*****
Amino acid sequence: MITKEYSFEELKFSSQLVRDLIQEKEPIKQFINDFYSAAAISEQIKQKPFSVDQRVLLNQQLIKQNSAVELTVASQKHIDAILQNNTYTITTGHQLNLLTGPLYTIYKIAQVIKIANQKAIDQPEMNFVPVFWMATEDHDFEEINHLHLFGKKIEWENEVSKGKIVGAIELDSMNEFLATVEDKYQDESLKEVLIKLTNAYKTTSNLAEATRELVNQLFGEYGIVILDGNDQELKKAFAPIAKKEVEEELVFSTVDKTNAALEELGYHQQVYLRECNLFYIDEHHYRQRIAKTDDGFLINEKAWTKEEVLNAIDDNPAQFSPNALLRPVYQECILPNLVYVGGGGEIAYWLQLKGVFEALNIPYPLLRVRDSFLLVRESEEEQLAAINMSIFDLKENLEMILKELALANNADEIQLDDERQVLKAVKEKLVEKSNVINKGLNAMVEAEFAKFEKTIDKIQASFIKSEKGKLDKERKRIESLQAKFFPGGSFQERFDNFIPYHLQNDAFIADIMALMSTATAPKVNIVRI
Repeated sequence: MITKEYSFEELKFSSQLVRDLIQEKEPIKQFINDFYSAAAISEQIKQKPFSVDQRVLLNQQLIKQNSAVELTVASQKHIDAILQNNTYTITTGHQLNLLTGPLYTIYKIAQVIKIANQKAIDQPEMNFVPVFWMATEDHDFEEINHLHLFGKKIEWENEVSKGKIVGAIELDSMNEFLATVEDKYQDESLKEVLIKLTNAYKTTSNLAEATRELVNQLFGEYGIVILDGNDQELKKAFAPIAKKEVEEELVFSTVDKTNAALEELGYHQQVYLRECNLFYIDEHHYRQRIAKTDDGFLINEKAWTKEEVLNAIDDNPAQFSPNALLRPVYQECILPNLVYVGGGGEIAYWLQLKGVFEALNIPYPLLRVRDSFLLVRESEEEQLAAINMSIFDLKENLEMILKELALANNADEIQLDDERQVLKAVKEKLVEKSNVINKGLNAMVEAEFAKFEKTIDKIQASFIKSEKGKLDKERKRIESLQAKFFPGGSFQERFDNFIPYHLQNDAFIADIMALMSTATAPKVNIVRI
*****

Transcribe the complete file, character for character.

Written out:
Amino acid sequence: MITKEYSFEELKFSSQLVRDLIQEKEPIKQFINDFYSAAAISEQIKQKPFSVDQRVLLNQQLIKQNSAVELTVASQKHIDAILQNNTYTITTGHQLNLLTGPLYTIYKIAQVIKIANQKAIDQPEMNFVPVFWMATEDHDFEEINHLHLFGKKIEWENEVSKGKIVGAIELDSMNEFLATVEDKYQDESLKEVLIKLTNAYKTTSNLAEATRELVNQLFGEYGIVILDGNDQELKKAFAPIAKKEVEEELVFSTVDKTNAALEELGYHQQVYLRECNLFYIDEHHYRQRIAKTDDGFLINEKAWTKEEVLNAIDDNPAQFSPNALLRPVYQECILPNLVYVGGGGEIAYWLQLKGVFEALNIPYPLLRVRDSFLLVRESEEEQLAAINMSIFDLKENLEMILKELALANNADEIQLDDERQVLKAVKEKLVEKSNVINKGLNAMVEAEFAKFEKTIDKIQASFIKSEKGKLDKERKRIESLQAKFFPGGSFQERFDNFIPYHLQNDAFIADIMALMSTATAPKVNIVRI
Repeated sequence: MITKEYSFEELKFSSQLVRDLIQEKEPIKQFINDFYSAAAISEQIKQKPFSVDQRVLLNQQLIKQNSAVELTVASQKHIDAILQNNTYTITTGHQLNLLTGPLYTIYKIAQVIKIANQKAIDQPEMNFVPVFWMATEDHDFEEINHLHLFGKKIEWENEVSKGKIVGAIELDSMNEFLATVEDKYQDESLKEVLIKLTNAYKTTSNLAEATRELVNQLFGEYGIVILDGNDQELKKAFAPIAKKEVEEELVFSTVDKTNAALEELGYHQQVYLRECNLFYIDEHHYRQRIAKTDDGFLINEKAWTKEEVLNAIDDNPAQFSPNALLRPVYQECILPNLVYVGGGGEIAYWLQLKGVFEALNIPYPLLRVRDSFLLVRESEEEQLAAINMSIFDLKENLEMILKELALANNADEIQLDDERQVLKAVKEKLVEKSNVINKGLNAMVEAEFAKFEKTIDKIQASFIKSEKGKLDKERKRIESLQAKFFPGGSFQERFDNFIPYHLQNDAFIADIMALMSTATAPKVNIVRI